Poster art: French edition (click on individual posters for artist/film info) (via)
Brigitte Bardot and Marcello Mastroianni on the set of Vie privée (1962, dir. Louis Malle)
Photographer: Raymond Depardon (via)
Jeanne Moreau in The Lovers (1958, dir. Louis Malle)
“More than in one true love I’d say I believe in many true loves, in true love, that is, in the sense that when you have truly loved someone you go on loving him for the rest of your life. For me it’s not possible to forget, and I don’t understand people who, when the love is ended, can bury another person in hatred or oblivion. For me, a man I have loved becomes a sort of brother. One of the things that has disgusted me ever since I was a child and used to observe the world of adults is the enmity between former lovers and former husbands and wives. Nothing is more stupid than saying ‘Oh, that fool man with whom I ruined my life!’ ‘Oh that idiot woman with whom I lost so much time!’
To condemn someone to whom we have been attached means to condemn ourselves. I always look on the men I have loved with pleasure and affection, they are all related to me, because not only marrying but also loving another person amounts to forming a new family.”
-Moreau, quoted in L’Europeo magazine interview (1963)
Miles Davis - Generique (Elevator to the Gallows/Ascenseur Pour l’Échafaud: Original Motion Picture Soundtrack)
“I met the French filmmaker Louis Malle through Juliette Greco. He told me he had always loved my music and that he wanted me to write the musical score for his new film, Elevator to the Gallows. I agreed to do it and it was a great learning experience, because I had never written a music score for a film before.
I would look at the rushes of the film and get musical ideas to write down. Since it was about a murder and was supposed to be a suspense movie, I used this old, very gloomy, dark building where I had the musicians play. I thought it would give the music atmosphere, and it did. Everyone loved what I did with the music on that film.”
-Miles Davis, excerpted from Miles, the autobiography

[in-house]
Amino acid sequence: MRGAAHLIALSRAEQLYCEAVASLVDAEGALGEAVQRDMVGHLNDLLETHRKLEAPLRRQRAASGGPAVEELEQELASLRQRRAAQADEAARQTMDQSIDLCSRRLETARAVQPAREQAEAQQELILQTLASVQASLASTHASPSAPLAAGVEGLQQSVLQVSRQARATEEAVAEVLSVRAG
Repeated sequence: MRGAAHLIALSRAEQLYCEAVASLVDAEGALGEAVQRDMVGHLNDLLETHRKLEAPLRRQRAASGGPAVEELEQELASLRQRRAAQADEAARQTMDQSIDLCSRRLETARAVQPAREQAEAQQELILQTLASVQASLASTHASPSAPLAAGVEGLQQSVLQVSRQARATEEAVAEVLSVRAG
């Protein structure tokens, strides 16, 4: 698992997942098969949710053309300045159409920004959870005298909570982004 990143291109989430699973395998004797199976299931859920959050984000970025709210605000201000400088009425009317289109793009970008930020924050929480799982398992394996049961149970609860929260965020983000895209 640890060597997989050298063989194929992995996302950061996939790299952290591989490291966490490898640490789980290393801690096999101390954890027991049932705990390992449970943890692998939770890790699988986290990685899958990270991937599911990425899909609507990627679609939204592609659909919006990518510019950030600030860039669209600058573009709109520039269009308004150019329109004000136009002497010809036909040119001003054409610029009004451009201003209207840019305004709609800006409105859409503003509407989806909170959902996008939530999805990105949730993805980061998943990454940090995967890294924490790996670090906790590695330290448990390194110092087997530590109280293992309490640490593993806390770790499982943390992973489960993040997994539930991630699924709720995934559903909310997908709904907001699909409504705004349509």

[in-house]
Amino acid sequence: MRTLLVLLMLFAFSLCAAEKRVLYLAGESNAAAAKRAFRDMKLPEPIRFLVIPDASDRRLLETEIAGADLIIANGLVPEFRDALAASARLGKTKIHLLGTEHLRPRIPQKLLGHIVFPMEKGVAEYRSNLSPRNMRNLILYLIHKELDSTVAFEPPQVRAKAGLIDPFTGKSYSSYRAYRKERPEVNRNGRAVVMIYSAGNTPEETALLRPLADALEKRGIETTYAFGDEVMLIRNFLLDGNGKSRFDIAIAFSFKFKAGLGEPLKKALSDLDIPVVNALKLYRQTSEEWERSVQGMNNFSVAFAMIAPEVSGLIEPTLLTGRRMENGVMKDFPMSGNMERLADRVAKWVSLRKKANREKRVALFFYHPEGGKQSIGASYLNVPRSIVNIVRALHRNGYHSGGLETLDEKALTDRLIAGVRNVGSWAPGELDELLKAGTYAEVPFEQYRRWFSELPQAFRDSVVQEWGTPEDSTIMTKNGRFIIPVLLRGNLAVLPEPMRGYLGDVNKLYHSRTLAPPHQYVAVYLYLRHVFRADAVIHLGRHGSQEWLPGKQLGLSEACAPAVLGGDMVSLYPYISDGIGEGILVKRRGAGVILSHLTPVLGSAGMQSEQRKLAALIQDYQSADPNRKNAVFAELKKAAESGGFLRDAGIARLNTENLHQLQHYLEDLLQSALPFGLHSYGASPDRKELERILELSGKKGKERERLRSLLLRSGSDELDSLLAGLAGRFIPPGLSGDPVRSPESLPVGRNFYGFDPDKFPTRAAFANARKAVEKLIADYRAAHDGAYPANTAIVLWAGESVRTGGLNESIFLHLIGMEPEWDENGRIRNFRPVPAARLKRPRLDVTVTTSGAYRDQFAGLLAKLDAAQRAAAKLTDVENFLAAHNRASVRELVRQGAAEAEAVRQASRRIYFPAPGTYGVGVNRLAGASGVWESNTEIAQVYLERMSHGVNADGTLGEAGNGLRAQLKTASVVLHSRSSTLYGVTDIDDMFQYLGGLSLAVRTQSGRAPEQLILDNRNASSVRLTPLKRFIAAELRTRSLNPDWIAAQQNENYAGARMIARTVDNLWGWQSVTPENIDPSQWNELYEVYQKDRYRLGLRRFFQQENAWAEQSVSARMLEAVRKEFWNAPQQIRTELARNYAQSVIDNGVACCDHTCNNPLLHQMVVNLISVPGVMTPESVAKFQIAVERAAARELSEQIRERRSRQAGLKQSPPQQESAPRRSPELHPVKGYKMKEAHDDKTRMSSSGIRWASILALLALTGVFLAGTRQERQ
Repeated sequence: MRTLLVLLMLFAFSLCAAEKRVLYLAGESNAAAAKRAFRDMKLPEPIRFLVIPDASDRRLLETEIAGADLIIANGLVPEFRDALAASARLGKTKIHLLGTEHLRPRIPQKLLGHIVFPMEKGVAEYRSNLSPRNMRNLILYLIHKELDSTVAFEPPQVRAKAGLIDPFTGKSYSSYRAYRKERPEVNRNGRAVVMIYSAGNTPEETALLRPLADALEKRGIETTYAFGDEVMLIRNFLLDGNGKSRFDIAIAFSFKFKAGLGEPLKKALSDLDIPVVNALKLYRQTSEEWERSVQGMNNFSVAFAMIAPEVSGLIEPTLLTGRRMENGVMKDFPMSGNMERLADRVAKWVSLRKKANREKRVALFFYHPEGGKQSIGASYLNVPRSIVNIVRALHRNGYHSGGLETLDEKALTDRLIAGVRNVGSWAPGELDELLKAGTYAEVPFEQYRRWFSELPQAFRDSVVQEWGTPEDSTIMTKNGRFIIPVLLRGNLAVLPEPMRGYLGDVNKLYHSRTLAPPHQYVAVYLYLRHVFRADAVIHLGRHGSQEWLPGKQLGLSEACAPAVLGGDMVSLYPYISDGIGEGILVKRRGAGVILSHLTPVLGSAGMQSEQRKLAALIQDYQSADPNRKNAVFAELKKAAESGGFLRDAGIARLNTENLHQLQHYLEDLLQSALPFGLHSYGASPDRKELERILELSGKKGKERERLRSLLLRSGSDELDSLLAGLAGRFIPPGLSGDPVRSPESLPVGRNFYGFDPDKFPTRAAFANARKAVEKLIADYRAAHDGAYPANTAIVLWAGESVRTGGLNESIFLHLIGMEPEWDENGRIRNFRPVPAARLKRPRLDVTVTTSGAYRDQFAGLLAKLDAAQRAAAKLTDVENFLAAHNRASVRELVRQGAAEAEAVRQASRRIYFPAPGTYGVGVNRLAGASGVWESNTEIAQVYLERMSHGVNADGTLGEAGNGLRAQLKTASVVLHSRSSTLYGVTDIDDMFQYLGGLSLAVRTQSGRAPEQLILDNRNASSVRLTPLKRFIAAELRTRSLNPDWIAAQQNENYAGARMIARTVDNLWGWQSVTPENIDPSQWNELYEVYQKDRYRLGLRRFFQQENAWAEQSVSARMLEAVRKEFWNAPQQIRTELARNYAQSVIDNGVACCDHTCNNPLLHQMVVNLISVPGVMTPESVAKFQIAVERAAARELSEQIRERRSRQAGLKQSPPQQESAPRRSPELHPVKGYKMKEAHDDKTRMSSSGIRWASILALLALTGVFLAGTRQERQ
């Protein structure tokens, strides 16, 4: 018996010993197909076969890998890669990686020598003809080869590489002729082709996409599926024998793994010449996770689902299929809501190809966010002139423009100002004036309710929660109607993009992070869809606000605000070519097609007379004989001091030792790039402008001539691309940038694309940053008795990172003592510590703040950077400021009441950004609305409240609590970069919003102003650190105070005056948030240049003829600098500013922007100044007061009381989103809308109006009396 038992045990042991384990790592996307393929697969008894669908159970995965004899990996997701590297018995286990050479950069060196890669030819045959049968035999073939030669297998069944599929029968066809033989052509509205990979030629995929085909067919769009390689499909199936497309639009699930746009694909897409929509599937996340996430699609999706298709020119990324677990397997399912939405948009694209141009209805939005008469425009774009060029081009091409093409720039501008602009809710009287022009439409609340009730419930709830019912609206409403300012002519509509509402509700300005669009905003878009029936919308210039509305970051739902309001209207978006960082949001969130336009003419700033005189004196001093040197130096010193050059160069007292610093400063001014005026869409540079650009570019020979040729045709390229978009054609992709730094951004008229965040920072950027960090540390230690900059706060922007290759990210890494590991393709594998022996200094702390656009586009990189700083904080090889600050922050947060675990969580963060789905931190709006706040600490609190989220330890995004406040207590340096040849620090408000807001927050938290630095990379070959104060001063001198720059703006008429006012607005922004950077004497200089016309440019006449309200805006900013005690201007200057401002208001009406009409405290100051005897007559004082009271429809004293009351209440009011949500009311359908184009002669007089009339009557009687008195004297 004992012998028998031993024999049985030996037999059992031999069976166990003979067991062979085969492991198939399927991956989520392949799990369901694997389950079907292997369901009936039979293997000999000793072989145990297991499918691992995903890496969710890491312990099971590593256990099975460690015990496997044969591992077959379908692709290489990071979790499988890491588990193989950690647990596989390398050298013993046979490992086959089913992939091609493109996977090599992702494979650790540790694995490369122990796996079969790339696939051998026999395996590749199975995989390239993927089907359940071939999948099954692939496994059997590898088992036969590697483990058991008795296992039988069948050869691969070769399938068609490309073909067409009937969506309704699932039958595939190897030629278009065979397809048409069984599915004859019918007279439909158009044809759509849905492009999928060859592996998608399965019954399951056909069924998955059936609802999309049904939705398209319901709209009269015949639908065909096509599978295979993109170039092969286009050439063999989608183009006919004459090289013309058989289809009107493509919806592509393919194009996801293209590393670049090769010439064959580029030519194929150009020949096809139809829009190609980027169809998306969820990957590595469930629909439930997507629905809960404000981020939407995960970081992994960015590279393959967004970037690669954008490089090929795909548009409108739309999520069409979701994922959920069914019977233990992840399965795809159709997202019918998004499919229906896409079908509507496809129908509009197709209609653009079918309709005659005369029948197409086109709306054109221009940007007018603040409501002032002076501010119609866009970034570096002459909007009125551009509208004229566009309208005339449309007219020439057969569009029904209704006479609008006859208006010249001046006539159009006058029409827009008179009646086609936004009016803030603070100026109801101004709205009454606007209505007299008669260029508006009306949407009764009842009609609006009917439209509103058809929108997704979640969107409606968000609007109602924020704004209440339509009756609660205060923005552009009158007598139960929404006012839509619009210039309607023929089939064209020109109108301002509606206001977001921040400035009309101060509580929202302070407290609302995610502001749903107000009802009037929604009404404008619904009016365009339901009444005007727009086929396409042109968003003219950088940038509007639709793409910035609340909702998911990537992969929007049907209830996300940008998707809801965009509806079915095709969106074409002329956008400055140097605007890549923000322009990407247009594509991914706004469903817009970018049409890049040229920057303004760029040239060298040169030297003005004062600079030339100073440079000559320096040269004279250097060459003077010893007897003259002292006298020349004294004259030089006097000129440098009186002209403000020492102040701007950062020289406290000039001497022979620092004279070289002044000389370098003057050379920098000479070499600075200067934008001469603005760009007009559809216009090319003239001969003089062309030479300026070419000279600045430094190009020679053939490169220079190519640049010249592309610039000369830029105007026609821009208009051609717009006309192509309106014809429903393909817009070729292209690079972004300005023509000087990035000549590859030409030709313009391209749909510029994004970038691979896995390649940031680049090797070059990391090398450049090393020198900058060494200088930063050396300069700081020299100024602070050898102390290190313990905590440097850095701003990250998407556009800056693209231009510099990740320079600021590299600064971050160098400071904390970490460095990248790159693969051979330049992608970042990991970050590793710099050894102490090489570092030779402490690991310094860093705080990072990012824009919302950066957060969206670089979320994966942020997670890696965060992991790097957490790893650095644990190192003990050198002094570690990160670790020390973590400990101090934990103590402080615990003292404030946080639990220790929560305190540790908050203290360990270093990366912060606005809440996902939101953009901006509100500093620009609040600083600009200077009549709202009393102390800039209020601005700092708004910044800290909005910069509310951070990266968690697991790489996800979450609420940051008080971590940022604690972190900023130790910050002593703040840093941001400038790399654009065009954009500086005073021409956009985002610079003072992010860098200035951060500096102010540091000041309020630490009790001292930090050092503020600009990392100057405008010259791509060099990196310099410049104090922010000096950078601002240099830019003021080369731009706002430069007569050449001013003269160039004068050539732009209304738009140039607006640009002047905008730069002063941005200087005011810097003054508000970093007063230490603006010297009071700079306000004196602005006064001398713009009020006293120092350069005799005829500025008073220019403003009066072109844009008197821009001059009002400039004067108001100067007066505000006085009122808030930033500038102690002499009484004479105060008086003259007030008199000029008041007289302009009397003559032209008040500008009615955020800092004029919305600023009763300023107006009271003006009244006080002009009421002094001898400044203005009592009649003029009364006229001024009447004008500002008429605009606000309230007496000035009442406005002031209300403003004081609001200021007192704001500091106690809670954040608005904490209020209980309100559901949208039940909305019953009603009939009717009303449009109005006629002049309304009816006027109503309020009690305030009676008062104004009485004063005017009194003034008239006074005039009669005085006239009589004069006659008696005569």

Jacques Cousteau & his team descend into “the world of rapture” in The Silent World (1956, dir. Jacques-Yves Cousteau & Louis Malle) (the opening shot of the film, pictured above, can be seen on youtube here)
The Silent World, Cousteau’s first feature-length documentary, was groundbreaking in its use of full-color underwater cinematography.
Unfortunately, the film is now equally famous for the damage Cousteau & his divers inflicted on marine life during filming - they blow up a coral reef, kill hundreds of fish, leave no sea turtle unmolested (they are especially fond of hitching joyrides on the backs of the turtles, who struggle under the extra weight to reach the surface to breathe), and fatally injure a baby whale with their ship. The blood attracts several sharks, who promptly devour the whale. Enraged by this, the divers harpoon all the sharks, pull them up to the ship, & proceed to brutally hack them to death with axes. “The crew becomes angry with the sharks, and fight to avenge the baby whale,” narrates Cousteau - this time it’s personal.
Cousteau later became much more environmentally conscious & was a pioneer in the marine conservation movement - his behavior during the filming of The Silent World simply reflects the sensibilities of the time. Notably, most of the reviews published in major American newspapers upon its initial release in 1956 are full of praise & don’t even mention the above incidents as problematic.
Poster for Elevator to the Gallows (Ascenseur Pour l’Échafaud) (1958, dir. Louis Malle) (art by French New Wave artist Clément Hurel)